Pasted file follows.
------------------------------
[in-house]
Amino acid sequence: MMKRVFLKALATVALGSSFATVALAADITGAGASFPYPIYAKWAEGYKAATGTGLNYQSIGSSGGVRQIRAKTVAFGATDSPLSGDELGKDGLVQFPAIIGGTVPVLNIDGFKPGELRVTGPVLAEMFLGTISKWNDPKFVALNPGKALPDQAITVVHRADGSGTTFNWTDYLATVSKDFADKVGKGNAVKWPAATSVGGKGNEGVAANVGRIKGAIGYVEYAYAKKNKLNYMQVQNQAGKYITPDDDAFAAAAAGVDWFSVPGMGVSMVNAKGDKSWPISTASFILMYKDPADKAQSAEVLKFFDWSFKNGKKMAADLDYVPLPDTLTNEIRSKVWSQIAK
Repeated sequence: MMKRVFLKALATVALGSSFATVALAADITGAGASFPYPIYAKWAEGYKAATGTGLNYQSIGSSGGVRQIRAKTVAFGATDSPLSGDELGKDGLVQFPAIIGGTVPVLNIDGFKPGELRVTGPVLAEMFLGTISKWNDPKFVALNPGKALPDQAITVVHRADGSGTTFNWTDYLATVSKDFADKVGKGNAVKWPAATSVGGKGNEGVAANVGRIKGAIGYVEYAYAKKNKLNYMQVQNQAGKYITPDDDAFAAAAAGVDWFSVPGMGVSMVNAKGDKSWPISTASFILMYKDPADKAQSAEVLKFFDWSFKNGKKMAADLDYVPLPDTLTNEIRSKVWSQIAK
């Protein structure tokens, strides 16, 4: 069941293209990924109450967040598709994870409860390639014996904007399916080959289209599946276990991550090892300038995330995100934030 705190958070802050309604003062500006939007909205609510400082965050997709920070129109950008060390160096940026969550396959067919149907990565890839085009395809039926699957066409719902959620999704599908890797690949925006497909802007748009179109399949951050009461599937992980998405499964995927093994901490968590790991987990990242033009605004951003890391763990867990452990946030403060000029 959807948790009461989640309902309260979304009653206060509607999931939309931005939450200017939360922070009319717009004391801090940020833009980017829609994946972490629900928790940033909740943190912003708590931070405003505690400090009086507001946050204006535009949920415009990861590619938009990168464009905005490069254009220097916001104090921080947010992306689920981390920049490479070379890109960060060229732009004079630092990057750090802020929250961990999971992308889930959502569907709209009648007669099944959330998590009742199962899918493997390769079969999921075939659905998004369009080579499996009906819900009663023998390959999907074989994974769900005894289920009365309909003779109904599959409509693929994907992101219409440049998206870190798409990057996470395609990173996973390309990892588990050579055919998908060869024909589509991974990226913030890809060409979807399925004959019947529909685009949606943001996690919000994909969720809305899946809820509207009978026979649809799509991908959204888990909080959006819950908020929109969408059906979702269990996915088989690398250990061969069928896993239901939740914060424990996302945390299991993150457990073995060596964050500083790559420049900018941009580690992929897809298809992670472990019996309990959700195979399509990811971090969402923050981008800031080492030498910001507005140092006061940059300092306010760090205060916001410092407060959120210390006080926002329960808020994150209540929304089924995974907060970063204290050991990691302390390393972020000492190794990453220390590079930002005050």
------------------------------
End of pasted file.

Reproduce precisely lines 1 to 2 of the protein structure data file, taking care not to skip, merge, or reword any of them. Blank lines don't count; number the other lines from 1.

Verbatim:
[in-house]
Amino acid sequence: MMKRVFLKALATVALGSSFATVALAADITGAGASFPYPIYAKWAEGYKAATGTGLNYQSIGSSGGVRQIRAKTVAFGATDSPLSGDELGKDGLVQFPAIIGGTVPVLNIDGFKPGELRVTGPVLAEMFLGTISKWNDPKFVALNPGKALPDQAITVVHRADGSGTTFNWTDYLATVSKDFADKVGKGNAVKWPAATSVGGKGNEGVAANVGRIKGAIGYVEYAYAKKNKLNYMQVQNQAGKYITPDDDAFAAAAAGVDWFSVPGMGVSMVNAKGDKSWPISTASFILMYKDPADKAQSAEVLKFFDWSFKNGKKMAADLDYVPLPDTLTNEIRSKVWSQIAK